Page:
Back to the Rick Steves’ Best of Europe Tour after the first two posts took us from Amsterdam through the Rhine Valley in Germany (according to Wikipedia, a 2010 report showed Germany ranked second in the world for per-capita beer consumption) and Austria. A highlight was traveling through Bavaria – the southeastern-most state of Germany, which is known for its 40 types of beer and purportedly over 4,000 brands of Bavarian beer.
The Autobahn is an outstanding method of traveling and the scenery, mostly rural, is stunning.
Highlights included two historic castles – both abodes of “Mad King Ludwig II.“ This is not the name of a linebacker for the Oakland Raiders, but a real Bavarian king, whose taste for these massive structures helped lead to his ultimate demise in 1898, even though they were not built using public funds, but from the king’s personal fortune and borrowing.
Construction of Neushwanstein – the largest castle – started in 1868 as a “retreat” and tribute to composer Richard Wagner.
Perhaps Ludwig’s childhood castle home – built in 1833 by his father called Hohenschwangau, in the Bavarian village of the same name, wasn’t sufficient because the “retreat” – only a few hundred yards away was started when Ludwig was 35 and living in the fortress below.
Our nine days in Italy commenced in Venice – the Floating City, which is built on pilings and actually comprises over 100 islands separated by the legendary canals and connected by bridges.
American humorist, New York Times columnist and actor, Robert Benchley, upon arriving in Venice was reported to have sent a cable to his editor stating, “Streets full of water. Please advise.”
Venice was marvelous and besides the wonderful history, the food and the pubs – not just cafe’s, but real bars – were notable.
Although we did not eat there, based on its ambiance, the staff and the beer, my favorite bar was The Devils Forest Pub – right near the famous Rialto Bridge.
Trip Advisor reviews were good including this one from a visitor from the United Kingdom in April:
“This pub was fantastic with Italian staff that also spoke English, the food was delicious and great value for money and the décor is fab like an old English pub well worth a visit.”
This one from July, 2013 echoes our experience:
“Great pub just a few steps away from Rialto off a side street. Very friendly staff and a great crowd there. Good beers on tap, we did not eat there, but the place was packed with a good fun crowd (was there during Spain/Brazil match). Would definitely go back if I return.”
After a long day of sightseeing (and shopping) we wanted to sample some of the Venetian food so we took a boat to the other side of the City. We were successful in this goal as can be seen from the photo below:
And while in Venice, I got to see a few more bars which looked good from very cursory visits and on-line reviews – they are on my list to explore when we return. These included:
Bar A1 10 Savi: (see picture below)
Bacaro Jazz made me chuckle because the décor and stated tradition surrounding it reminded me of one of my early Portland dive taverns – The Dixie Tavern in Old Town. Take a look at the July, 2011 review from Yelp of the Venice bar and the pictures I took of both establishments:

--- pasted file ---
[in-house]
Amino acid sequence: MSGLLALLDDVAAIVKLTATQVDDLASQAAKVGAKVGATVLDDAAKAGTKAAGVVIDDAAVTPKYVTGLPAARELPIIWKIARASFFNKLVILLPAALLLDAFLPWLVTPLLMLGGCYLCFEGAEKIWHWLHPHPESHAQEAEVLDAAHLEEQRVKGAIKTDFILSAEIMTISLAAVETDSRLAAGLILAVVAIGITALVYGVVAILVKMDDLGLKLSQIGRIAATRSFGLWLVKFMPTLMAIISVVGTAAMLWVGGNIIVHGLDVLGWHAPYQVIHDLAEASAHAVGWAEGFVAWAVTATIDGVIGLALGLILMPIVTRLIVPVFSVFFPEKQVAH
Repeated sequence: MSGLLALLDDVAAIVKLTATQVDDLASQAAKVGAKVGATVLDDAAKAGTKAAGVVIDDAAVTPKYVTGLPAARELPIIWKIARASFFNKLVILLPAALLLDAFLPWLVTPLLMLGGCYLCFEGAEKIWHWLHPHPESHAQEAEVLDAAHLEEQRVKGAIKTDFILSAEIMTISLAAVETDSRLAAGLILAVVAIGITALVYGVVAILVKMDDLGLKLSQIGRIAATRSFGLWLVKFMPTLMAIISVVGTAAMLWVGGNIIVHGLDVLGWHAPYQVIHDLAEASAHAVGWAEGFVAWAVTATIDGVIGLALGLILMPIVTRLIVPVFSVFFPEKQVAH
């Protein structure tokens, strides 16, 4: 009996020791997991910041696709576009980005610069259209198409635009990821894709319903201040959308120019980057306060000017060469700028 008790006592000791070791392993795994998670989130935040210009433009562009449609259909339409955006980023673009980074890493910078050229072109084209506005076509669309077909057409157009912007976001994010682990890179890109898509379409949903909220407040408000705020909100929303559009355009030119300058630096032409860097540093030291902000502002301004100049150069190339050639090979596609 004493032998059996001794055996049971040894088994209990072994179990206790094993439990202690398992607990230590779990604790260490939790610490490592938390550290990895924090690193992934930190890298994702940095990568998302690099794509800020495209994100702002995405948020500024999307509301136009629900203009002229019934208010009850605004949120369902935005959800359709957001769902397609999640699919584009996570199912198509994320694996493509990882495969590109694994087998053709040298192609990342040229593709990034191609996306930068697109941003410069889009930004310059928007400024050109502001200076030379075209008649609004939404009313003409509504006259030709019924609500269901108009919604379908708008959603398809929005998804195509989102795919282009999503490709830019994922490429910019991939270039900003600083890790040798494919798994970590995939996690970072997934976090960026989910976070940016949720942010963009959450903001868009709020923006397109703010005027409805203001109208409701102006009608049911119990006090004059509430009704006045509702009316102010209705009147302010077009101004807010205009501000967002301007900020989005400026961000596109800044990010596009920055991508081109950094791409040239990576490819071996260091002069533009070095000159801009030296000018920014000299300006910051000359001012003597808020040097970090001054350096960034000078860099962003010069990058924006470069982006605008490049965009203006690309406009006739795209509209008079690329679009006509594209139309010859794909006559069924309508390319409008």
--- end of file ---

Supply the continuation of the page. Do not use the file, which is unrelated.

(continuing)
“Bacaro Jazz has a fun atmosphere and is perfectly placed by the Rialto Bridge to bring in all the tourists and backpackers. Right when you walk in the first thing that grabs your attention besides the long bar counter is all the Bras – yes Bras hanging on the ceiling.”
“The tradition is all the women walking in who donate their bra to the collection tend to get a free drink and a rise from the
crowd. The Bar has every drink you can think so if your intent is to walk in sober and leave the same way forget about it.”
Each year at the Dixie, they make a donation to the Susan Kommen Foundation for each of the ceiling decorations.
Perhaps it is an abrupt transition, but I cannot leave this post without showing another example of a church we passed in Austria – the steeples were always great landmarks in every city and this one was no exception.
And finally, one of the most outstanding cathedrals and structures on the entire trip – the Patriarchal Cathedral Basilica of St. Mark – in Venice. We trudged up the 373 steps to the top of this architectural and engineering masterpiece for a wonderful view of Venice and the surrounding countryside.
The basilica is the final resting place of St. Mark, the patron saint of Venice. Construction started in the 9th century and it is one of the best examples of Byzantine architecture in the world. The mosaics (about 40,000 square feet) and bronze sculptures are remarkable. It has five domes laid out in the form of a Roman cross.
One can only imagine the labor of the peasants including stories of holding back food and water rations of the workers as the upper dome, which rises 141 feet, was being completed so they would not lose the significant time it took to leave their posts for biological functions. The Basilica was consecrated in 1094 although it was not completed until 1674.
On to Rome and the Cinque’ Terra on the Mediterranean coast.